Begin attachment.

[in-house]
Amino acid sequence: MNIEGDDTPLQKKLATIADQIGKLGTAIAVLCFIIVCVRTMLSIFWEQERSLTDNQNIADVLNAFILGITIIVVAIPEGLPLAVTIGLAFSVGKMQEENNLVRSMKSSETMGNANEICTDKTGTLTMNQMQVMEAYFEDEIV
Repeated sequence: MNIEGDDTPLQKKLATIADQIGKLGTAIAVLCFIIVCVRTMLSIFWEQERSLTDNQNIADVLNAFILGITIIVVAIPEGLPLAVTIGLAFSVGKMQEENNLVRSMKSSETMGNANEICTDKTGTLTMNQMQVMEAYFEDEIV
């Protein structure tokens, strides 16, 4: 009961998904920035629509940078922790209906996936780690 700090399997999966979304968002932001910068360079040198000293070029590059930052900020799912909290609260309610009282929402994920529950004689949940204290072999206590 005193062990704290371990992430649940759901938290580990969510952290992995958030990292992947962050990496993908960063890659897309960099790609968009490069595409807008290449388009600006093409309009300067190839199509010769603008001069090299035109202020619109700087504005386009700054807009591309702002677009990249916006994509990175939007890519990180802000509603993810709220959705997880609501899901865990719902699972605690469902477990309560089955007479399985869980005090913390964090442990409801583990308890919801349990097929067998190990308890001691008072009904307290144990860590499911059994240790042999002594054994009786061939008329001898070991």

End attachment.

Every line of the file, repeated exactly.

[in-house]
Amino acid sequence: MNIEGDDTPLQKKLATIADQIGKLGTAIAVLCFIIVCVRTMLSIFWEQERSLTDNQNIADVLNAFILGITIIVVAIPEGLPLAVTIGLAFSVGKMQEENNLVRSMKSSETMGNANEICTDKTGTLTMNQMQVMEAYFEDEIV
Repeated sequence: MNIEGDDTPLQKKLATIADQIGKLGTAIAVLCFIIVCVRTMLSIFWEQERSLTDNQNIADVLNAFILGITIIVVAIPEGLPLAVTIGLAFSVGKMQEENNLVRSMKSSETMGNANEICTDKTGTLTMNQMQVMEAYFEDEIV
């Protein structure tokens, strides 16, 4: 009961998904920035629509940078922790209906996936780690 700090399997999966979304968002932001910068360079040198000293070029590059930052900020799912909290609260309610009282929402994920529950004689949940204290072999206590 005193062990704290371990992430649940759901938290580990969510952290992995958030990292992947962050990496993908960063890659897309960099790609968009490069595409807008290449388009600006093409309009300067190839199509010769603008001069090299035109202020619109700087504005386009700054807009591309702002677009990249916006994509990175939007890519990180802000509603993810709220959705997880609501899901865990719902699972605690469902477990309560089955007479399985869980005090913390964090442990409801583990308890919801349990097929067998190990308890001691008072009904307290144990860590499911059994240790042999002594054994009786061939008329001898070991």